Aug 302013
 

Just nine seats left for UC Davis Master Olive Oil Milling Short Course.

Learn to mill olive oil with one of the top extra virgin olive oil producers in the world, Leandro Ravetti, of Boundary Bend Ltd in Australia. He will be teaching at UC Davis in October and you have just a few more days to get a discount.

I took this class last year and it was great. Follow this link to sign up.

May the sun shine through your branches.

www.olivecrazy.com

Oct 102012
 

Last week Olive Crazy went back to California. This time for two olive milling and olive oil production courses taught by Pablo Canamasas at the University of California at Davis. Pablo is the oil production technical manager at Boundary Bend Limited, which is Australia’s largest olive oil producer. Boundary Bend is owned by Cobram Estate and has many grove locations in the country.

I enjoyed the introductory course, but was very pleased with the detail in the advanced milling course. Pablo is a wonderful teacher.

The Olive Center at the University made available to the students the Olive to Bottle mobile mill as a process and equipment viewing aid. I took a short video for you and edited out the sound since the mill was in partial action and was loud. This is my virgin upload to YouTube. There is room for improvement but I’m not unhappy with the result.

The main thing missing in the video is the oil coming out at the end. The olive paste was still very dry and the oil had not yet been released. When you see the open metal grid with the auger churning, that is the dry olive paste. The millers are adding enzymes (brown liquid in the plastic cup) to break down the pectins and water (the hose) as processing aids. The stuff bubbling in the tube at the end into the yellow bins is some of the separated water. It was stinky.

The coffin-like piece of equipment is the decanter. It is a centrifuge which separates the oil from the water and the paste. It is a fascinating device made even more fascinating because you can’t actually see what’s going on inside. The miller must use his or her experience to intuit all that’s happening in there.

The olives that are being milled are early harvest Arbequinas. The smell coming off the bin was rich and inviting. I can still remember the scent.

May the sun shine through your branches.

www.olivecrazy.com

Jun 302011
 

It’s time to go to the videos. Olive oil milling and pressing is a complicated business that’s not easy to describe. Here are three videos that give you a good idea of some of the milling processes used today and some idea of how picking by hand takes place.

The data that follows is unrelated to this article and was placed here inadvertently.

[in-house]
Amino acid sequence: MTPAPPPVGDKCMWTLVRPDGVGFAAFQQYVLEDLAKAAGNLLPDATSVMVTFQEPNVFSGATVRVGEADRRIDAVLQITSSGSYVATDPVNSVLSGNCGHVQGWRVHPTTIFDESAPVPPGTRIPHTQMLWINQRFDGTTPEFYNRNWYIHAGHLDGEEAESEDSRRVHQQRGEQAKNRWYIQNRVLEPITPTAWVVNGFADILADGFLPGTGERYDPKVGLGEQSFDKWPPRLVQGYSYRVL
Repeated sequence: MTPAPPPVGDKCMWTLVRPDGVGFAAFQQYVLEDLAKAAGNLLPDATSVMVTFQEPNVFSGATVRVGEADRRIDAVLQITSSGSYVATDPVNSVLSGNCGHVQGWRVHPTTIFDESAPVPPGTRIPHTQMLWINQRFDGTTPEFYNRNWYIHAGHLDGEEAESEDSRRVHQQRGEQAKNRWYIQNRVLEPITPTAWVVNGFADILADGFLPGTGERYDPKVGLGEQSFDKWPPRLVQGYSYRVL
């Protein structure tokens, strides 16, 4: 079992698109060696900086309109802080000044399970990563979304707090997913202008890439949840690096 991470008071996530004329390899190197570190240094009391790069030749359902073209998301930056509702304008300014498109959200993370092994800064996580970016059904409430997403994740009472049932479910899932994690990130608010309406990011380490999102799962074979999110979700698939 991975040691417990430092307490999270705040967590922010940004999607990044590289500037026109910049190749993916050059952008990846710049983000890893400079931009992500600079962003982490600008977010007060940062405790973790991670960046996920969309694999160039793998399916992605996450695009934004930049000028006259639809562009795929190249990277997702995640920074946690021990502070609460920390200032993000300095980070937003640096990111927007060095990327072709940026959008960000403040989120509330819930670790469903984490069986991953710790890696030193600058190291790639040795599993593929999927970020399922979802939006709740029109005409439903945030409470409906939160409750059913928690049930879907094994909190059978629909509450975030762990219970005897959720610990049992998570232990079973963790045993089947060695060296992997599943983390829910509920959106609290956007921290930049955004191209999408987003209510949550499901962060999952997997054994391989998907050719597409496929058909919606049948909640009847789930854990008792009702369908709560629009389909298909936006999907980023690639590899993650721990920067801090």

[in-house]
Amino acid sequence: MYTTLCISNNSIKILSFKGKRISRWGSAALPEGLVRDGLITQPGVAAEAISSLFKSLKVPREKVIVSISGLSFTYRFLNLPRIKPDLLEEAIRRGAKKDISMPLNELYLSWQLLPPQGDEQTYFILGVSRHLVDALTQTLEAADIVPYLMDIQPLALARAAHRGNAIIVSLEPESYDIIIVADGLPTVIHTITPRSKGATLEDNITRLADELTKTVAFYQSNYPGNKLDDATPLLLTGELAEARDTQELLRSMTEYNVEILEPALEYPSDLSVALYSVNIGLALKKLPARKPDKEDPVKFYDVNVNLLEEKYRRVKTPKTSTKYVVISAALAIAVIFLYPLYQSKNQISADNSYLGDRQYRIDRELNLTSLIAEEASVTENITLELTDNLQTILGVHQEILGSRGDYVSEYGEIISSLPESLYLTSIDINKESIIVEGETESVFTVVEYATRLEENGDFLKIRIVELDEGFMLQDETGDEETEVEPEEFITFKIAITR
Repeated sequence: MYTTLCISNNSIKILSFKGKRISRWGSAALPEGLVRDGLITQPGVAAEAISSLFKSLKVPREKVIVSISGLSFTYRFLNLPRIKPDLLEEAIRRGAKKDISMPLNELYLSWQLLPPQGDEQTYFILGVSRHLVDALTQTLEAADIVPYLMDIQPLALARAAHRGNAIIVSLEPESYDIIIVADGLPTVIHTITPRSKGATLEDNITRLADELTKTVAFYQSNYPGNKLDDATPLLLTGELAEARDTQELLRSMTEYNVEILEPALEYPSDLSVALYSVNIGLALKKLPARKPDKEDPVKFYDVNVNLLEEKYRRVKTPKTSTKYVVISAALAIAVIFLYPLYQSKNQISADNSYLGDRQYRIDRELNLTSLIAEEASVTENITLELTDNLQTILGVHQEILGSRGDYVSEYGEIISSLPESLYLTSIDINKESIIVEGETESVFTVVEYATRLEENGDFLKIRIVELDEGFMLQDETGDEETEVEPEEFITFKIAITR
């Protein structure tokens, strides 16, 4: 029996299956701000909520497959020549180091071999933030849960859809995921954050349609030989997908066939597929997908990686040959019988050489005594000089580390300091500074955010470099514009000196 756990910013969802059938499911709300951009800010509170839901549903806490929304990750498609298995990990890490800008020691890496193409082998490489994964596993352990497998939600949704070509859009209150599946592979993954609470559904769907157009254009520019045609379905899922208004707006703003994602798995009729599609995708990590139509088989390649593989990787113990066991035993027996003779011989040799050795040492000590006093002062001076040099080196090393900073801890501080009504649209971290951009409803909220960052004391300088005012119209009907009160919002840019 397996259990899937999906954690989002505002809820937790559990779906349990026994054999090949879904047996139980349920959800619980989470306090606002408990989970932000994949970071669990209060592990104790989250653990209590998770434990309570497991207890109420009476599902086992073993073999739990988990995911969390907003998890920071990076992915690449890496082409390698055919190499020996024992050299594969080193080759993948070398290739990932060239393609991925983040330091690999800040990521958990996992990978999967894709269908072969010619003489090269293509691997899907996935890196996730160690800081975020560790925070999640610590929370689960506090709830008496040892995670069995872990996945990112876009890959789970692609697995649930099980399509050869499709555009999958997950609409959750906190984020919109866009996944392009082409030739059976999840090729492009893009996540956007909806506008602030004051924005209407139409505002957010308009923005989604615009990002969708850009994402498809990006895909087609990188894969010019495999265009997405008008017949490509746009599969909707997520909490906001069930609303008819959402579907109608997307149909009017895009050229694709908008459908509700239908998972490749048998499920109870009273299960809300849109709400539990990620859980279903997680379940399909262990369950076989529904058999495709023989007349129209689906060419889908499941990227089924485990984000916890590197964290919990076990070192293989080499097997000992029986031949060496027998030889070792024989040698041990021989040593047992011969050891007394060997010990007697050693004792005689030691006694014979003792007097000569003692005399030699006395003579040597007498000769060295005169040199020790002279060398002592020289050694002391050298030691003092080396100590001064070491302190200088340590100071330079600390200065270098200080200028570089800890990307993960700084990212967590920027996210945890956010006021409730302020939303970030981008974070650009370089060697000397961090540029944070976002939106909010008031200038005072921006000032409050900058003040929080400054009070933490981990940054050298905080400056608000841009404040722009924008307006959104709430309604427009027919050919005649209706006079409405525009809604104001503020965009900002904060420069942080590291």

An important point to note before watching is that you will not be seeing the same milling equipment used in all cases. Some are new technologies and some ancient. I think of milling as an art form and each miller has his or her preferences in the type of equipment used to separate the olive from it’s oil.

The first video is from the Discovery Network, Mike Rowe’s “Dirty Jobs – Olive Oil Presser“. The second video is from Italy and comes complete with music and vigorous harvesting (wait and see). It is Fernando Pensato’s “How to Make Extra Virgin Olive Oil“. The third video is “Watch Olive Oil being made at The Olive Press in Sonoma, California” and is narrated by Deborah Rogers, Master Olive Maker and cofounder of The Olive Press (the subject of tomorrow’s article).

Pop some corn and spray extra virgin olive oil on it.

May the sun shine through your branches.

www.olivecrazy.com

Jun 212011
 

How many of us have been taught to plan for success when we engage in any business venture? All – I hope. The same planning requirements hold true for the olive oil business, but I am not seeing success planning taking place in some of the new olive growing regions of the world – those that are hoping to produce and sell extra virgin olive oil and other olive oils.

Growing olives for olive oil production is increasing worldwide and I am surprised at the minimalistic approach to the next step after growing and harvesting by new olive growing regions. One area of concern is the inadequate planning made for milling. Milling is the modern and more accurate term for pressing olives and extracting oil.

Many of the areas now growing olives either have never grown olives for commercial production, or did in the past but not recently. Whether the growers in these regions separately or collectively plan to have their produce milled on their own property, nearby, or are contracted with someone else who will take on the milling and beyond, the facts are that milling operations must be close at hand and sufficient in capacity.

Why is this so important? The oxidation process in the olive begins as soon as it is separated from the tree. In order to get quality olive oil, olives should be milled not much past 24 hours and there are few reliable storage options that do not damage the olive and exacerbate the oxidation process.

The worldwide demand for olive oil is growing, so let’s plan for success and sufficient milling equipment is key.

May the sun shine through your branches.

www.olivecrazy.com